Daily readings about people, places, and events in American history.
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May 17th
Armed Forces Day
On May 17, 1952, the New York Times ran an article reminding readers of Armed Forces Day, observed that year while American troops were fighting in Korea. “This is the day on which we have the welcome opportunity to pay special tribute to the men and women . . . who are in the service of their country all over the world,” the Times noted. “Armed Forces Day won’t be a matter of parades and receptions for a good many of them. They will all be in the line of duty and some of them may give their lives in that duty.”

Armed Forces Day is observed on the third Saturday in May. It’s a day to salute soldiers in all branches of the military and remember that we would have no peace, security, or freedom – no United States – without them.

While Memorial Day honors America’s war dead, and Veteran’s Day honors those who have served in times past, Armed Forces Day recognizes those presently serving. The nation has observed this patriotic holiday since 1950. The military often sponsors parades, air shows, and tours of ships, planes, and bases on Armed Forces Day.

“It is our most earnest hope that those who are in positions of peril, that those who have made exceptional sacrifices, yes, and those who are afflicted with plain drudgery and boredom, may somehow know that we hold them in exceptional esteem,” the Times noted. “Perhaps if we are a little more conscious of our debt of honored affection they may be a little more aware of how much we think of them.”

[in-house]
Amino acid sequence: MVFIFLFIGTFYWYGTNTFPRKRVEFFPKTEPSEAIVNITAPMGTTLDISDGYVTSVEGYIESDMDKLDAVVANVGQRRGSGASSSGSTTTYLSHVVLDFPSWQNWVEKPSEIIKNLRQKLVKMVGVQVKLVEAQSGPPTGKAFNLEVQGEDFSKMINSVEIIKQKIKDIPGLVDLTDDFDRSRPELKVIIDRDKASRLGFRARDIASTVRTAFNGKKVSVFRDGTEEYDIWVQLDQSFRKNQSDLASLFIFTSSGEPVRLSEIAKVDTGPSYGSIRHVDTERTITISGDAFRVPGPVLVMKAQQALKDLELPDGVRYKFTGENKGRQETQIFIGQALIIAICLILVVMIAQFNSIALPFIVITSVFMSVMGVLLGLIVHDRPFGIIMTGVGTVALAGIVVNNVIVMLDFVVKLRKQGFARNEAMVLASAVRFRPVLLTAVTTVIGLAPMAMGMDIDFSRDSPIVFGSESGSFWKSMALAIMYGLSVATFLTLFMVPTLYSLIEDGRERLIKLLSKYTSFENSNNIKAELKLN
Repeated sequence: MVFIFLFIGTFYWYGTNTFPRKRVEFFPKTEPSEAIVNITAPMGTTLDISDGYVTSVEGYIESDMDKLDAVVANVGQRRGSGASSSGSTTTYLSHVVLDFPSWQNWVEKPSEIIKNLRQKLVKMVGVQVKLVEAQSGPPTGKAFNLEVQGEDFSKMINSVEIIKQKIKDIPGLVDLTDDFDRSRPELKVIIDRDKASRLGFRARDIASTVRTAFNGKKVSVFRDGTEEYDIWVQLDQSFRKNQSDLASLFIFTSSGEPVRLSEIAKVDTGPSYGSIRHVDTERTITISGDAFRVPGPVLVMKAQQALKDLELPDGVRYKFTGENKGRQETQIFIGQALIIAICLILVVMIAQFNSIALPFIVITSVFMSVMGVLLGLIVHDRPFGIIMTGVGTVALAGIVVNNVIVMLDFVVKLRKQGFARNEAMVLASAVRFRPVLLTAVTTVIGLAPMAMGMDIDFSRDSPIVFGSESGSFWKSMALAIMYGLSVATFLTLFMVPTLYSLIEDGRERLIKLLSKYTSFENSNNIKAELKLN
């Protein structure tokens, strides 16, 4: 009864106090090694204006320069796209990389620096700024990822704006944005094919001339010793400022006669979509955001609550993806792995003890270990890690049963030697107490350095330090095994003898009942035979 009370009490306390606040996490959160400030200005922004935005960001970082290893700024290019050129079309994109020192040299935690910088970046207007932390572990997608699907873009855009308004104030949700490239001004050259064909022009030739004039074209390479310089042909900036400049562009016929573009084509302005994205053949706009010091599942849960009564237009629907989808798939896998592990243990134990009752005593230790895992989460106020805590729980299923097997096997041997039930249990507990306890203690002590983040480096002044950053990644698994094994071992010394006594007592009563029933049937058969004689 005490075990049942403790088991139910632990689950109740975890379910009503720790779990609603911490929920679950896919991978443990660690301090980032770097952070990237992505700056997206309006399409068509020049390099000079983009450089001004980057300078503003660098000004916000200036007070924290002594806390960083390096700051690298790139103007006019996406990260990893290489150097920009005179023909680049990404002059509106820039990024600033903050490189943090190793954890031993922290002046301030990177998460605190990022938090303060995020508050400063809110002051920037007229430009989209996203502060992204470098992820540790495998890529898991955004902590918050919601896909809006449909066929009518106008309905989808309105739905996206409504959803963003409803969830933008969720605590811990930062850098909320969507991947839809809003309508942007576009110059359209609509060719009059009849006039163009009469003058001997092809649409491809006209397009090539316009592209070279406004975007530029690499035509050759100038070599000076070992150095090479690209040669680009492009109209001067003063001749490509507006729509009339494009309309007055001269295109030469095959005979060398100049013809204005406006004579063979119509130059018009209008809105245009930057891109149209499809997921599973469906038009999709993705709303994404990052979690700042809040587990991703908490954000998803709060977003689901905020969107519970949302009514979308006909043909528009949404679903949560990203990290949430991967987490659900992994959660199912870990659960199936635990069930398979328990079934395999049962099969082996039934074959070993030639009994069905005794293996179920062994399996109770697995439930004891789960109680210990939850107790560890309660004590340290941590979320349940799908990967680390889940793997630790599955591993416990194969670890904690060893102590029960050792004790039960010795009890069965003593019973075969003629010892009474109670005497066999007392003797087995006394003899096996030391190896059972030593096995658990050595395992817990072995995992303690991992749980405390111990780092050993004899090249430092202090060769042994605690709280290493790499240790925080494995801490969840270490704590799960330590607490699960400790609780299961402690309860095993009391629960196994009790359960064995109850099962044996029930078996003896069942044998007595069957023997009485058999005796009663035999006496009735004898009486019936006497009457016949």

American History Parade
The New York Stock Exchange is founded by 24 brokers meeting under a buttonwood tree on what today is Wall Street.

Aristides, ridden by Oliver Lewis, wins the first Kentucky Derby at Churchill Downs in Louisville.

Alexander Graham Bell answers the first interstate phone call, made from New Brunswick, New Jersey, to New York City.

In Brown v. Board of Education of Topeka, the Supreme Court rules that racial segregation in public schools is unconstitutional.

The Senate Watergate Committee begins nationally televised hearings.
This content is courtesy of The American Patriot's Almanac
© 2008, 2010 by William J. Bennett and John T.E. Cribb

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